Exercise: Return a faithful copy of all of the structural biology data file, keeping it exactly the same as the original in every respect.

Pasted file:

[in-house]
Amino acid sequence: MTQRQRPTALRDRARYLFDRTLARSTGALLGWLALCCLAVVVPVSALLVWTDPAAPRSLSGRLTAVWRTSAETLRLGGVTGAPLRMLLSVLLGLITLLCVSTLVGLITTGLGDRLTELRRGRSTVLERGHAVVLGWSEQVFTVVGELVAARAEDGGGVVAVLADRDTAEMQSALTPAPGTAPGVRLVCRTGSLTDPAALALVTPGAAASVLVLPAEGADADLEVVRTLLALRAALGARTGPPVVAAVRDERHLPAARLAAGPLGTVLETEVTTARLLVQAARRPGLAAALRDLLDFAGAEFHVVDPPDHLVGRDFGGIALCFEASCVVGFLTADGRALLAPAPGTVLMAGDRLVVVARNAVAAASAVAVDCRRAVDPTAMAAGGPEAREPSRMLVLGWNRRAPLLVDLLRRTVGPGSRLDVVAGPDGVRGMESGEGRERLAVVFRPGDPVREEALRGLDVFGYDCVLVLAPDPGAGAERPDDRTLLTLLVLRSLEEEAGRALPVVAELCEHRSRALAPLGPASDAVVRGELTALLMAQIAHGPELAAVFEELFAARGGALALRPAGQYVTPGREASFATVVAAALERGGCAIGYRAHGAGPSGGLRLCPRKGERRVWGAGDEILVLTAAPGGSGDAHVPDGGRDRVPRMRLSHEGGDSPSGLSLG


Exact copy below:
[in-house]
Amino acid sequence: MTQRQRPTALRDRARYLFDRTLARSTGALLGWLALCCLAVVVPVSALLVWTDPAAPRSLSGRLTAVWRTSAETLRLGGVTGAPLRMLLSVLLGLITLLCVSTLVGLITTGLGDRLTELRRGRSTVLERGHAVVLGWSEQVFTVVGELVAARAEDGGGVVAVLADRDTAEMQSALTPAPGTAPGVRLVCRTGSLTDPAALALVTPGAAASVLVLPAEGADADLEVVRTLLALRAALGARTGPPVVAAVRDERHLPAARLAAGPLGTVLETEVTTARLLVQAARRPGLAAALRDLLDFAGAEFHVVDPPDHLVGRDFGGIALCFEASCVVGFLTADGRALLAPAPGTVLMAGDRLVVVARNAVAAASAVAVDCRRAVDPTAMAAGGPEAREPSRMLVLGWNRRAPLLVDLLRRTVGPGSRLDVVAGPDGVRGMESGEGRERLAVVFRPGDPVREEALRGLDVFGYDCVLVLAPDPGAGAERPDDRTLLTLLVLRSLEEEAGRALPVVAELCEHRSRALAPLGPASDAVVRGELTALLMAQIAHGPELAAVFEELFAARGGALALRPAGQYVTPGREASFATVVAAALERGGCAIGYRAHGAGPSGGLRLCPRKGERRVWGAGDEILVLTAAPGGSGDAHVPDGGRDRVPRMRLSHEGGDSPSGLSLG